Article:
"Why do we have to do this now?" Lizzie demanded. "It's Saturday."
"Because Dr. Cutter needs the follow-up films on Dakota's leg done today." And because Avery should be away from the stable for at least another hour.
Sighing with teenage impatience, Lizzie focused on her homework once more. "Is it going to take long? I don't want to be late and neither should you."
"It'll take ten minutes, tops. I can get you to your chess meeting, drop the films off at the Large Animal Clinic and still get to my horse show on time."
Jennifer was used to making the most of the limited hours in her day. To save time, she was already dressed in her tan riding breeches and white shirt beneath her pale blue lab coat. Her black show jacket hung in a garment bag behind the driver's seat. Her knee-high riding boots, polished to a high shine, sat ready to be pulled on before she took the field.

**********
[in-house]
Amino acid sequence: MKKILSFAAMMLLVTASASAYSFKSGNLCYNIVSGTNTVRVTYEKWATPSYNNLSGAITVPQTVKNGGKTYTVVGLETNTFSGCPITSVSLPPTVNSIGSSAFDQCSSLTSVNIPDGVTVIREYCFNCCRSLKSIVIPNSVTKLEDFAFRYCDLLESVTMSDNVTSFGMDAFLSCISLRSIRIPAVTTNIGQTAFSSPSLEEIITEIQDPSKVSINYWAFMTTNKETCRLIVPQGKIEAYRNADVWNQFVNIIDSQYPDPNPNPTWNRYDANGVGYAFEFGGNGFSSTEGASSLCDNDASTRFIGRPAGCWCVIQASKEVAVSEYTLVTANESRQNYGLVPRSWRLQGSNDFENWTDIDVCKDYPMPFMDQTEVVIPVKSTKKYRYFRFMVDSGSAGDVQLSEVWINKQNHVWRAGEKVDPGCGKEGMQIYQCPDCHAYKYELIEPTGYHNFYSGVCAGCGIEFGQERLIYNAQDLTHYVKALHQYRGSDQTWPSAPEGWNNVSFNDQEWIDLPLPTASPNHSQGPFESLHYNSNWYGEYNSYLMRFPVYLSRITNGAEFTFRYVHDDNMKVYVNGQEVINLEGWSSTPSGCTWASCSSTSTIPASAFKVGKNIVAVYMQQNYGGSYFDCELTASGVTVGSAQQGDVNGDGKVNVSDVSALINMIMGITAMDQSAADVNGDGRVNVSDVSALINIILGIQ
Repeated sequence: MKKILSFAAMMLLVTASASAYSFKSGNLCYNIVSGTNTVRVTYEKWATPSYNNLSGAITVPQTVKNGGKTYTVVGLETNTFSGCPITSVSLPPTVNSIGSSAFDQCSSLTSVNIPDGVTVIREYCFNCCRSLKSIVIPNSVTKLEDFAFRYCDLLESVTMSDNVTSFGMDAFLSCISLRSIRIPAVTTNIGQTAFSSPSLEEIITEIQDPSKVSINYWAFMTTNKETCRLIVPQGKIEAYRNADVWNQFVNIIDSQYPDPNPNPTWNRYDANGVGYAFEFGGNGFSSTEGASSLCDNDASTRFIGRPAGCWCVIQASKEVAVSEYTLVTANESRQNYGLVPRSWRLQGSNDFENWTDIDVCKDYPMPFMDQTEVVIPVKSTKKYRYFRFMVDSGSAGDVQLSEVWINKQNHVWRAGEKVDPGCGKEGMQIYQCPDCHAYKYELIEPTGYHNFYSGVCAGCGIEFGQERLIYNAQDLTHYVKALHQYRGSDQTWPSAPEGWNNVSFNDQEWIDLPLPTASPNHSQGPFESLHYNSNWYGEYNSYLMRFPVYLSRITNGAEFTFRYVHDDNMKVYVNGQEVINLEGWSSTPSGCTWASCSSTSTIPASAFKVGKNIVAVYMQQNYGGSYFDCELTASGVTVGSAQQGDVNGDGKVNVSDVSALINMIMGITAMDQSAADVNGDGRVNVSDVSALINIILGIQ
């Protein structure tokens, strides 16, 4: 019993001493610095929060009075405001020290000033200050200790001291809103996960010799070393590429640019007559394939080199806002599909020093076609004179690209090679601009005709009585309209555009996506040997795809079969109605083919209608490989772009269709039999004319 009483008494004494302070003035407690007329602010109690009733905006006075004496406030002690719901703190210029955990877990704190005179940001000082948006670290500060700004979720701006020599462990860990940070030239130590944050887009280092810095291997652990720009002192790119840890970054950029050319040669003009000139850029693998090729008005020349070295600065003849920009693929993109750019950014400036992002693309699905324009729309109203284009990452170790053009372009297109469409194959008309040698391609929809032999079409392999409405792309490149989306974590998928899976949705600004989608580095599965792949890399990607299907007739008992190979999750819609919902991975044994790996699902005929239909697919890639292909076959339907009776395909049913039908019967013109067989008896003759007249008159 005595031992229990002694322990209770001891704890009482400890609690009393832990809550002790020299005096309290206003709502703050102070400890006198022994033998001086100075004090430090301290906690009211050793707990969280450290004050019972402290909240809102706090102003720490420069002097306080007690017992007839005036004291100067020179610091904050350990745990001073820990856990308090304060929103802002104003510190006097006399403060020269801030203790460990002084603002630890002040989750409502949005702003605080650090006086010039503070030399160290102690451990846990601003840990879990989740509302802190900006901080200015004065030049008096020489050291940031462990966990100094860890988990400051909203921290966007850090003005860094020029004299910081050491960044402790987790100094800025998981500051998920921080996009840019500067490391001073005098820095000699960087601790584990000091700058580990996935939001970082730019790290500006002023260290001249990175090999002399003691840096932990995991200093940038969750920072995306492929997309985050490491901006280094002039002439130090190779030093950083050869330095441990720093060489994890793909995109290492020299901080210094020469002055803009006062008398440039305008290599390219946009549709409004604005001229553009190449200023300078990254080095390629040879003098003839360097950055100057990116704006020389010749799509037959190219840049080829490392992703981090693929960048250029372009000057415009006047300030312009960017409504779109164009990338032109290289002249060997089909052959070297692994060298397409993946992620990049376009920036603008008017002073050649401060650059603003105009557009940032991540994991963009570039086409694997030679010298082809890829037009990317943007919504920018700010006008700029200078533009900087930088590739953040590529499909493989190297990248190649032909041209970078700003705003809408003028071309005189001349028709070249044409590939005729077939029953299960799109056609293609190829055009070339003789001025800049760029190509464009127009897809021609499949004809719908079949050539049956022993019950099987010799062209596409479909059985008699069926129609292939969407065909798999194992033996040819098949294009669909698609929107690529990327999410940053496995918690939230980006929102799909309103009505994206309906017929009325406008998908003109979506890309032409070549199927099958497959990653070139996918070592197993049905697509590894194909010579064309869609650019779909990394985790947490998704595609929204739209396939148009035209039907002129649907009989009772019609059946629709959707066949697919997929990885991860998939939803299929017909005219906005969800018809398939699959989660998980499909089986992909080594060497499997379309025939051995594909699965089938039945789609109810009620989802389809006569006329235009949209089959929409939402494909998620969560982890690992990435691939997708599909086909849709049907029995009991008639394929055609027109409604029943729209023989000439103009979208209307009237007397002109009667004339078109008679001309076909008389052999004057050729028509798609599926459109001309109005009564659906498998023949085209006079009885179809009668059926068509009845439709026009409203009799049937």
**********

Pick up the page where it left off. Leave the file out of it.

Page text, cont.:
After she stepped out of the truck, Jennifer pulled a large yellow case from the front seat and glanced around. The narrow strip of white gravel between the close, single-story stone buildings reflected the heat of the warm September morning. The parking area contained only a few cars, but one was the sleek lapis-blue Jaguar she knew belonged to Avery.
Glancing into the horse trailer hitched behind her truck, she saw McCloud, her gray ten-year-old gelding, standing quietly, his head up and eyes alert. It was a sign he was ready to get down to business. Both of them needed to be on their game today or she would have wasted an entry fee.